ately forming a multiplicity of extremely minute
in temperature, but this is followed by
wax nuclei crystals, and continue at successive
a carefully regulated decreased cooling for the
stages where we have created conditions which
purpose of merely producing a cloud point, or
progressively increase the growth of the selected
about ten degrees of the cloud point.
minute nuclei crystals. Actual tests have clearly
We desire to carefully produce the extremely
shown that these new conditions produce rela
tively large and approximately uniform wax 40 tiny wax crystals at the cloud point and there
after uniformly increase the growth of each of
crystals. The rate of filtration has been very
these nuclei wax crystals. This cloud point may
profitably increased, and the yield of dewaxed
oil was likewise increased. Furthermore, the ~ be produced in any suitable manner. However,
the` idea of carefully producing and then Very
wax product containing a relatively small per
~ gradually enlarging the minute wax crystals seems
centage of oil solution, can be purified at a rela
to be a novel subject, involving special cooper
tively low cost.
the filter.
With the foregoing and other objects in view,
the invention comprises all of the novel coopera
tive details herein shown and described, but it
is to be understood that the scope of this patent
extends to modifications and variations described
by terms of the claims hereunto appended.
The drawing is a diagrammatical view of a
dewaxing system embodying features of this in
ative conditions.
The blending chamber I may be provided with
, a rotating shaft l2 provided with agitators I3
which cooperate with fixed members I4 to forcibly
blend the incoming solvent with the oil. The
mixture formed` in this chamber l may be dis
charged through a pipe I5 to a tank I6, and then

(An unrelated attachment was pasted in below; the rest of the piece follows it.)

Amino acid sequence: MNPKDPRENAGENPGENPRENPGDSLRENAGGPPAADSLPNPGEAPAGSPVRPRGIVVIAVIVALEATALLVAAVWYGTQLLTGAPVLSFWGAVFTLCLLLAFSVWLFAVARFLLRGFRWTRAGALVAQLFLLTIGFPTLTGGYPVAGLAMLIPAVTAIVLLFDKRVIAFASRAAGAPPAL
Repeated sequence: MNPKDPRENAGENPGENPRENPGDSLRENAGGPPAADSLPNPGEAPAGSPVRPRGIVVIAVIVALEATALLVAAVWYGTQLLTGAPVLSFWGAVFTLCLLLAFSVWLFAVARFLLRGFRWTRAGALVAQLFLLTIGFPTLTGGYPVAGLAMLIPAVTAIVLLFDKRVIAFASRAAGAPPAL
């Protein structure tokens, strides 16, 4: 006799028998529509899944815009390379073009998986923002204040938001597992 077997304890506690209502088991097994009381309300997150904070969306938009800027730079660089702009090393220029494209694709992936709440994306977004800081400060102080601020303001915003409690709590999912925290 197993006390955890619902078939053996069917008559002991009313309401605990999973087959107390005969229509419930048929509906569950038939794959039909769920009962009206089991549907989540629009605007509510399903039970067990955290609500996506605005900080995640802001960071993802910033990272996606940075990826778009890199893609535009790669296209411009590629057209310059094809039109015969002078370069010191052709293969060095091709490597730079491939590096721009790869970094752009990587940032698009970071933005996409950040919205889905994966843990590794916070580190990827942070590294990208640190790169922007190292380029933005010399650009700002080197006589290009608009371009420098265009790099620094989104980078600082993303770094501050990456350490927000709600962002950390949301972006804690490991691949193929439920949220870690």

to a pipe I1 leading to the pipe coil 2, said pipe
55 I1 having a pump I8 and valve I9, or other suit
- 2,410,483
able means to regulate the delivery of the mixture
to the pipe coil 2.
This pipe coil 2 is merely a. diagrammatical
proved by adding toluol; acetone and benzol, iso
propyl ether and butyl alcohol, methylene chlo
illustration of successive passageways which may
be arranged in any desired manner to provide for 5
waxing solvent.
successive operating stages wherein the minute
ride and butyl alcohol, or any other suitable de'
The drawing refers to incoming oil at a tem
perature of 180° F., but- this merely refers to‘our
specific example. Lower or higher temperatures
may be employed. The same is true of other
conditions in the illustrative example. More
'wax nuclei crystals are gradually enlarged for
the purposes of the invention herein disclosed.
However, for convenience in briefly describing
the invention, we have shown a single coil having 10 specifically stated, the incoming oil from pipe 5
an outlet 20 at the bottom leading to a chiller 2|
is preferably at a temperature between 125° F.
where the mixture is subjected to comparatively
and 180° F., while the cooled solvent from pipe
rapid chilling, and then discharged through a
>il may be at a temperature between 35° F. and
pipe 22 to a conventional ñltering apparatus in
65° F. The temperaturen! within about 10° of
cluding a rotary filter 23. The, dewaxed solu 15 `the cloud point in pipes l5 and l1 may be between
tion passes through the filter and escapes through
'75° F. and 95° F., the temperature of the solvent
a discharge pipe 24, while the wax crystals are